Meet two of UCL's 'Rising Stars'
23 September 2011
Two UCL students have been honoured at the third annual Rare Rising Stars awards following a nationwide search for the UK’s top ten black students.
Annabel Sowemimo (UCL Medicine) and Stefan Knight (UCL Electronic and Electrical Engineering) received their awards at an exclusive Westminster Palace ceremony where the names of the UK’s ten best black students, as judged by an expert panel of leading black Britons, were revealed to an expectant audience, including family and friends.
Rare Rising Stars, run by diversity recruitment experts Rare, showcases the achievements of the UK's best black students as chosen by Rt. Hon. David Lammy MP, Trevor Phillips (Chair of the Commission for Equality and Human Rights) and Jean Tomlin (HR Director for London 2012).
The ceremony was the culmination of a year-long search that considered applications from thousands of students before producing the final list of ten Rising Stars.
Annabel Sowemimo, UCL Medicine
From the operating theatre to the drama theatre, Annabel Sowemimo has found the perfect way to stage a career in medicine and the dramatic arts.
Before being accepted to study medicine at UCL Annabel was already a budding thespian. She joined the National Youth Theatre at the age of 16 and was promoted to course assistant just one year later – a position usually reserved for those in their 20’s.
In 2008, Annabel co-established Drama Jam, a revolutionary outreach project which encourages university students to expose theatre and the dramatic arts to demographics who are least likely to have access to it.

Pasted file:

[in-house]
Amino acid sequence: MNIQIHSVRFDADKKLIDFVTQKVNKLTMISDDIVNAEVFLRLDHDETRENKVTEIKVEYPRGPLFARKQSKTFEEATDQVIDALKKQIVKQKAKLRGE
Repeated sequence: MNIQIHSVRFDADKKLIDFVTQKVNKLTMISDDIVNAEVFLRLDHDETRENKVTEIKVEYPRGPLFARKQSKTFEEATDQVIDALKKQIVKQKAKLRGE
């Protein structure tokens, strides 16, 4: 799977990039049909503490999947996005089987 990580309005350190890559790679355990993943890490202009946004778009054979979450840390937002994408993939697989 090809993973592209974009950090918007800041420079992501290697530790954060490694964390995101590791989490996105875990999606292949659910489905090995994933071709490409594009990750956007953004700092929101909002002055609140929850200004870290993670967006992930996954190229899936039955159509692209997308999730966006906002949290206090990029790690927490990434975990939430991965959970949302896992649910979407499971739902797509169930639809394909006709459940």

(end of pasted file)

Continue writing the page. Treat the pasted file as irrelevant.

By 2010, Annabel was Drama Jam’s sole Project Leader and she secured over £1,000 of university funding for her project. With this relatively small sum, she was able to develop the project into a mentoring scheme for children in several London schools and the success of Drama Jam contributed to the Drama Society receiving the UCL Arts Society of the Year Award.
Annabel received personal recognition for her longstanding contributions with the UCL Arts Centenary Award. She is also the editor of Perspective, a medical publication focusing on international health issues.
Annabel has been able to maintain an intensely active lifestyle despite suffering from scoliosis, a medical condition affecting her spine. After recovering from dangerous surgery in 2004, she mentored a girl who also suffered from the disease.
Image: (l-to-r) Rt. Hon. David Lammy MP, Jean Tomlin, HR Director for London 2012 and Annabel Sowemimo.
Stefan Knight, UCL Electronic and Electrical Engineering
Stefan Knight may have left school with no GCSEs, but he hasn’t let that hold him back.
In the six years since leaving school he qualified as an electrician, managed multi-million pound projects and set up his own electrical contracting company before embarking on an MEng in Electronic and Electrical Engineering at UCL.
Stefan always had a passion for electricals and after studying Electrical Installation at college, he started work as a junior electrician on a job worth £5 million. Aged 18, he found himself managing a team of 10 and overseeing work on a home which featured in lifestyle magazine Home & Gardens.
Self-funding private tuition one day a week, Stefan passed GCSE English and Maths and scored 100% in the Access Course which would allow him to study at university level.
In 2009, he set up JSJ Electrical Contractors with two colleagues. The business currently manages several projects in and around London and Stefan is especially proud of recently securing a contract to install all of the electrical facilities for a youth academy in East London.
During his second year at university Stefan landed two Spring Week placements: one in the Sales and Trading division of UBS, and another in the Technology department at Goldman Sachs. Stefan will return to Goldman Sachs in the summer of 2012 to take up a place in Equities.
Image: (l-to-r) Stefan Knight with Trevor Phillips, Chair of the Commission for Equality and Human Rights.
Media contact: Dave Weston